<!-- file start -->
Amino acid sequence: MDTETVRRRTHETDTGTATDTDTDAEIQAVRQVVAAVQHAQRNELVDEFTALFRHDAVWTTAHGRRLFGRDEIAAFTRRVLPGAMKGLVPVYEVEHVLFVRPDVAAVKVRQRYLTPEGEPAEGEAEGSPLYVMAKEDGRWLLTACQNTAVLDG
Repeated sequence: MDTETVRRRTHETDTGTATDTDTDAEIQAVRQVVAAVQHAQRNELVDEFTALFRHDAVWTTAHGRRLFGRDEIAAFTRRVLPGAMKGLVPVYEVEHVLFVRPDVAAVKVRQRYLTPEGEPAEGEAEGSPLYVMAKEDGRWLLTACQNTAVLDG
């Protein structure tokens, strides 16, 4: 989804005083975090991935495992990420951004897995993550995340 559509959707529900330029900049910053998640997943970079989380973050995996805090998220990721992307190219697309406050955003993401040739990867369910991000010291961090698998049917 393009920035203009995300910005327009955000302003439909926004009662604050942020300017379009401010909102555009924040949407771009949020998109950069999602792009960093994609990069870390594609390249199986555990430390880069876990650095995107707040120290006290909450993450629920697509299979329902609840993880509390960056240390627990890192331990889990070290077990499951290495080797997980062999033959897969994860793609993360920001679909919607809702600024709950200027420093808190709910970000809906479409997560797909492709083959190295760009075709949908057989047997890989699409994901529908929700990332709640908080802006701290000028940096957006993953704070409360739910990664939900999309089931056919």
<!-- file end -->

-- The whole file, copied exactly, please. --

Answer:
Amino acid sequence: MDTETVRRRTHETDTGTATDTDTDAEIQAVRQVVAAVQHAQRNELVDEFTALFRHDAVWTTAHGRRLFGRDEIAAFTRRVLPGAMKGLVPVYEVEHVLFVRPDVAAVKVRQRYLTPEGEPAEGEAEGSPLYVMAKEDGRWLLTACQNTAVLDG
Repeated sequence: MDTETVRRRTHETDTGTATDTDTDAEIQAVRQVVAAVQHAQRNELVDEFTALFRHDAVWTTAHGRRLFGRDEIAAFTRRVLPGAMKGLVPVYEVEHVLFVRPDVAAVKVRQRYLTPEGEPAEGEAEGSPLYVMAKEDGRWLLTACQNTAVLDG
């Protein structure tokens, strides 16, 4: 989804005083975090991935495992990420951004897995993550995340 559509959707529900330029900049910053998640997943970079989380973050995996805090998220990721992307190219697309406050955003993401040739990867369910991000010291961090698998049917 393009920035203009995300910005327009955000302003439909926004009662604050942020300017379009401010909102555009924040949407771009949020998109950069999602792009960093994609990069870390594609390249199986555990430390880069876990650095995107707040120290006290909450993450629920697509299979329902609840993880509390960056240390627990890192331990889990070290077990499951290495080797997980062999033959897969994860793609993360920001679909919607809702600024709950200027420093808190709910970000809906479409997560797909492709083959190295760009075709949908057989047997890989699409994901529908929700990332709640908080802006701290000028940096957006993953704070409360739910990664939900999309089931056919």